The Canadian government and Indigenous organizations have very different lens and understanding when they refer to urban Indigenous populations. The government’s Urban Aboriginal Strategy defines “urban Indigenous” as First Nations, Metis, and Inuit residing in urban areas, but the Indigenous and Northern Affairs Canada website mostly refers to us as “off-reserve.” In 2011 the Government of Canada reported that the Aboriginal population reached over 1.4 million and 56 percent of that population lived in urban areas. There has been a seven percent increase on the Indigenous population moving to the urban areas from 1996 to 2011. Cities with the largest populations in 2011 were Winnipeg (78,420), Edmonton (61,765), and Toronto (36,995). The migration to the cities for a better life unfortunately has been met most times with poverty, loss of identity, placelessness, invisibility, discrimination, systemic racism, and homelessness.
Indigenous people moving and being pushed from their home territories into the cities has been a common narrative unknown to many Canadians. Canada has some secrets and hidden history they don’t want you to know. In 1857, during the gradual civilization act which was followed up by the Indian Act in 1876, everyone who was identified as being an Indian were put on the Indian registry confined to the reserves and given numbers. These assigned numbers are now reflected on the current Indian status card and the holders who still carry them around. Counting Indians is not new—there are even racist children’s songs written about it.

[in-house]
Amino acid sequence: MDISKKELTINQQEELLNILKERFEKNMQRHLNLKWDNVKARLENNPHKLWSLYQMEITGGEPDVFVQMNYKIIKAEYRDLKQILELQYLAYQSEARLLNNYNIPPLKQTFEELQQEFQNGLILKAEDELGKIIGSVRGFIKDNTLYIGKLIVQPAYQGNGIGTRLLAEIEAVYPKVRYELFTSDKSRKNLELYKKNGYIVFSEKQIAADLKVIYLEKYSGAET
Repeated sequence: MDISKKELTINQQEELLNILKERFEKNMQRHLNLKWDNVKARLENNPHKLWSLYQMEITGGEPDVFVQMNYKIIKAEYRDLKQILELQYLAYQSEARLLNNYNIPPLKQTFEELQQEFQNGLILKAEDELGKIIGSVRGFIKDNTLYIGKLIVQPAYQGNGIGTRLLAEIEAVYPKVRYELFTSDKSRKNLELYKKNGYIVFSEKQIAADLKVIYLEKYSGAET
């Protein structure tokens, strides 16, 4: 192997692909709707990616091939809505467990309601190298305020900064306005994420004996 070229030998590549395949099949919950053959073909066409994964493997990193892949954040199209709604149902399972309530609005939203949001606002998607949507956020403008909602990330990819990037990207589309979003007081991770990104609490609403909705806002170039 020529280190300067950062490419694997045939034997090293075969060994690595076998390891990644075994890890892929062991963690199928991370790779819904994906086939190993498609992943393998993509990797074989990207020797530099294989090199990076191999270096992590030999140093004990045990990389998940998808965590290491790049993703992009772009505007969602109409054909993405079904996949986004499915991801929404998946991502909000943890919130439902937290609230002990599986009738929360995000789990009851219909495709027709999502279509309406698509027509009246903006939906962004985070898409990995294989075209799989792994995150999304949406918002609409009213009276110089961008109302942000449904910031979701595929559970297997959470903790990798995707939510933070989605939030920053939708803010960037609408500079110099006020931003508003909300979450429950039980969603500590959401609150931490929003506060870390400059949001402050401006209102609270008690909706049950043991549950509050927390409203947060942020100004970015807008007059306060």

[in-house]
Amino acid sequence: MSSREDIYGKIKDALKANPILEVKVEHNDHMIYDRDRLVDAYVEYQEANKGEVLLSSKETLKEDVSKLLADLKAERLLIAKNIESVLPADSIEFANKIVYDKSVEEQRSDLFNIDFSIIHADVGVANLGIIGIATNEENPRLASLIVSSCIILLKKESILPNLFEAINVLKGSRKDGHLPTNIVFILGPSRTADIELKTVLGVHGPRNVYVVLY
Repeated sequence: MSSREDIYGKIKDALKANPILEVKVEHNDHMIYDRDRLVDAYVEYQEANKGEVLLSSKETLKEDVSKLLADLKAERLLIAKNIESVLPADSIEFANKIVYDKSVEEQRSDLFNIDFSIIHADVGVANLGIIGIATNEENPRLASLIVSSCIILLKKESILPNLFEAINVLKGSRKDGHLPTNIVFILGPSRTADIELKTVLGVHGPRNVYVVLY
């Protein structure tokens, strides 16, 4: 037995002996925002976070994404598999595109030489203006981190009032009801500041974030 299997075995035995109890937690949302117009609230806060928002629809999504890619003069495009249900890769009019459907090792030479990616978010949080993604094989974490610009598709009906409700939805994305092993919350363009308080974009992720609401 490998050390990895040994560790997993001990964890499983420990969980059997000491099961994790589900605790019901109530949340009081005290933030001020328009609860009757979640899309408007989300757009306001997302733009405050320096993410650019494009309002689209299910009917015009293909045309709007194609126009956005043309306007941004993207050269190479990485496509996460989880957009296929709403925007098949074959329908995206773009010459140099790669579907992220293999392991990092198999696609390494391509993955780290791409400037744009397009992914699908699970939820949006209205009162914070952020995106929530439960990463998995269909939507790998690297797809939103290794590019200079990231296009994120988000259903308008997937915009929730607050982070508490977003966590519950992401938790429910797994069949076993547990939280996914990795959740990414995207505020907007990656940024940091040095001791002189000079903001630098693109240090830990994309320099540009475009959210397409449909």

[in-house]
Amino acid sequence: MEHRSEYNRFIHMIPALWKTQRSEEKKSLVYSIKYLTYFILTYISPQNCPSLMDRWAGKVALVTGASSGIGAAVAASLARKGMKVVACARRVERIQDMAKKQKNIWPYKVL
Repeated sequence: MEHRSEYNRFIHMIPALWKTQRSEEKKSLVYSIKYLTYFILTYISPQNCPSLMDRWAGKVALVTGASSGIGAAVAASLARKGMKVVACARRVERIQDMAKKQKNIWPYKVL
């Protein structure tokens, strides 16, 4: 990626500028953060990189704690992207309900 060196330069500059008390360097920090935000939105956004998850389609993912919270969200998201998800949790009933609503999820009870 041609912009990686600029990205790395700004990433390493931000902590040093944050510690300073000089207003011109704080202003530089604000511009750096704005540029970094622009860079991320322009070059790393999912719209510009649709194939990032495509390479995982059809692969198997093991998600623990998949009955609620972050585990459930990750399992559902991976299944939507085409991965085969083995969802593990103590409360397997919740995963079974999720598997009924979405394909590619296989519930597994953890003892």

The author’s son walks at Crawford Lake Conservation Area. Photo via the author
Up until the 1940s, First Nations people needed an official Indian pass from the Indian agent to leave the reserve if they wanted to go into the city—otherwise they were incarcerated or transported directly back to the reserve. These Indian agents, usually white alpha males (just google images of these guys), served as judge and jury over the community entirely.
On the one hand you are an Indian seen in a patronizing way governed by oppressive policy needing permission for everything. On the other hand, you may have become an Indian enfranchised by racist policy to extinguish all of your treaty rights in various ways. If you went to university or volunteered for the military, you lost your identity. Either way, Indigenous people may feel this loss, overtly and subtly.
That loss and inequality continues today, as 50 percent of First Nations children currently live in poverty. First Nations adults are more likely to die from avoidable causes before 75, there are over 1,500 missing and murdered Indigenous women (MMIW), and now a national inquiry is underway to take testimony from the families of the MMIW this spring 2017. There are over 130 Indigenous communities on boil water advisories across Canada. Places like Kashechewan, where Indigenous people are frequently displaced and evacuated constantly to urban areas due to constant flooding and severely contaminated water, are left wondering if the living conditions will ever improve.
First Nations Child and Family Caring Society of Canada has stated that there are more Indigenous children in care now then there has been at the height of residential schools. Truth and Reconciliation 94 calls to action is at the forefront for many Indigenous people, communities and organizations. The calls to action signify a process, a relationship of inequity, resistance, resilience, and resurgence of Indigenous people.
Growing up in Toronto I noticed settler communities establishing themselves in areas like Greektown, Little Italy, and Chinatown through businesses. I always thought: Where’s Native Town? Where are Indigenous people locating themselves in Toronto? Why are we disappearing from the consciousness of Torontonians and Canadians?